Release Date: July 27, 2011
BUFFALO, N.Y. -- Many of the lights in the night sky are not stars, but actually man-made satellites, and those satellites could soon be joined by one built by University at Buffalo students.
A team of students from UB has been chosen to participate in the United States Air Force-sponsored University Nano-satellite Program. Groups from 12 schools have been selected to compete in this round of the Nano-satelitte program.
The University Nano-sat Program aims to help train tomorrow's space professionals by offering students the goal of developing, over two years, a flight-ready spacecraft designed to complete a mission chosen by the students.
"The Nano-sat program provides significantly more 'return' than the typical academic program, giving more real-world engineering challenges and resources," says Dan Pastuf, the team's chief engineer, a senior aerospace and mechanical engineering major at UB, and native of Pulaski.
"Plus, you have the opportunity to build something that might go into space; what's cooler than that?"
UB's Nano-sat team will receive a $150,000 grant from the Air Force Research Laboratory to develop and build their satellite, money that will pay for flight computers, optical and altitude sensors, and other components.
"The $150,000 budget is actually not that much for building a satellite, especially since modern satellite programs are on the order of hundreds of millions of dollars," says Richard Linares, a Yonkers native, Aerospace Engineering PhD student and the principal student investigator for the team.
"But our satellite is in the class of Nano-sats, which means it's smaller than your average satellite and therefore less expensive. Even with this size program, costs can still be much more than $150,000, and this is where the Air Force would like us to innovate by developing a spacecraft that is inexpensive but still very capable and cutting edge."
The nano-satellite will gather detailed light data of objects floating in space. This will help determine shape, orbit and material characteristics of objects.
The satellite will also attempt to observe "glints" -- unique events in space -- in which an object floating in space acts as a mirror, strongly reflecting the sun's rays. Glints make the object in question significantly brighter, allowing the observation of details typically too dim to be seen.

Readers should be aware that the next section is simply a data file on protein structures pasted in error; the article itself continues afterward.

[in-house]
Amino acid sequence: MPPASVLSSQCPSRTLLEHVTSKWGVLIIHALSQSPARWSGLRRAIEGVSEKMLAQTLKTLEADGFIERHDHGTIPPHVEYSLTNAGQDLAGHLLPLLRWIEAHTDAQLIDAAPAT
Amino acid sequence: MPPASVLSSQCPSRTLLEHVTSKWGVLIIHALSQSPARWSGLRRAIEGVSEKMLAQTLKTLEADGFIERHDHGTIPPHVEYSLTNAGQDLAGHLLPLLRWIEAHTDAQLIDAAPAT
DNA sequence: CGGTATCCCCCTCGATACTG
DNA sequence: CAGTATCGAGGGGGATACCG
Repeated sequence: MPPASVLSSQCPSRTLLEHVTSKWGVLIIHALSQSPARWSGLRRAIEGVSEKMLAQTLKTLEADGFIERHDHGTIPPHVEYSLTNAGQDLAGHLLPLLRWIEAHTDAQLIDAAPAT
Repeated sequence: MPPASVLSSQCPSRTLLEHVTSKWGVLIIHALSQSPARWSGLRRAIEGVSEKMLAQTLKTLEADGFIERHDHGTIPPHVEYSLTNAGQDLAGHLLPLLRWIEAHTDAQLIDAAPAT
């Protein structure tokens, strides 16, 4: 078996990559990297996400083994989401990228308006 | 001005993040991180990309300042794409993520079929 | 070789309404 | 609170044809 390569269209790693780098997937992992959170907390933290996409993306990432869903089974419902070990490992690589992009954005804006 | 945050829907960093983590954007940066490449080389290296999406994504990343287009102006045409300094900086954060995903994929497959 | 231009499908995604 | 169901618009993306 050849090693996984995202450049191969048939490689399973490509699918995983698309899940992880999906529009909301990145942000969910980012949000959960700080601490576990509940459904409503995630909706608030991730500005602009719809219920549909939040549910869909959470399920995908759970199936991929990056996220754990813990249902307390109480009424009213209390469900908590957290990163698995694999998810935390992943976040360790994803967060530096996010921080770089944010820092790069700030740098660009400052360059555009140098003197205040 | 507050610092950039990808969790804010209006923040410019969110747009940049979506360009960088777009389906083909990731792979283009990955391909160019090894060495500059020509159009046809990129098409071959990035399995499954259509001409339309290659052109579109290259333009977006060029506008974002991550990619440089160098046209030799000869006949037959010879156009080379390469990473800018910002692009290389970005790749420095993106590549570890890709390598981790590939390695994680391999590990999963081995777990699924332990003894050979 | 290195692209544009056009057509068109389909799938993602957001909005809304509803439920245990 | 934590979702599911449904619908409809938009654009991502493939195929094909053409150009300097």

Studying glints from a space-based platform, such as a satellite, means earth's atmosphere will no longer be a factor when viewing objects in space.
While designing and building a satellite worthy of space travel may seem daunting, the student team receive guidance from John L. Crassidis, PhD, UB professor of mechanical and aerospace engineering and the former director of Undergraduate Aerospace Studies.
Crassidis has worked on NASA satellites in the past, several of which currently orbit the Earth. With all of this experience, Crassidis is hopeful of the team's chances for success.
"The students are eager and full of excitement and I have full confidence that they will succeed," says Crassidis.
Although construction of the satellite has just begun, the original team of eight students has already grown dramatically to over 40. Students -- regardless of academic background - are interested in sending something into space, the team members say.
"Really, there's a place for all interests and areas of expertise, from hard scientists like myself to financial gurus, to editors," says Zach Pace, a Clarence native and sophomore physics and math major, and the team's science and optics lead.
Pace anticipates the team will include more than 100 students before the January 2013 deadline.
The team will then attend the American Institute of Aeronautics and Astronautics Student Satellite Flight Competition Review, where a panel will choose one group for the final phase of the program. The winning team's satellite will be launched by the Air Force as an auxiliary payload into a low orbit.
"Even if our team is not selected as the winner we still have a very good chance of flying," says Michael D'Angelo, the team's program manager and a senior UB electrical engineering and computer engineering major from Grand Island. "In previous competitions, the Air Force has funded second and third place contestants so they can fly."
And if they win?
"If we do succeed, I will consider it a singular triumph for UB and the many students who will have labored on such a difficult endeavor," says Pace.
To prepare for the project, four UB team members recently traveled to the University of Colorado at Boulder for the Student Hands-On Training workshop, Year 1 (SHOT1). The purpose of SHOT1 was to give the student teams competing in the Nano-Sat program experience in the design and construction of satellite space hardware.
The students built a 1.6 pound satellite called a "balloon sat." On the final day, the balloon sat was launched to an altitude of over 18 miles and took several photos.
The University at Buffalo is a premier research-intensive public university, a flagship institution in the State University of New York system that is its largest and most comprehensive campus. UB's more than 28,000 students pursue their academic interests through more than 300 undergraduate, graduate and professional degree programs. Founded in 1846, the University at Buffalo is a member of the Association of American Universities.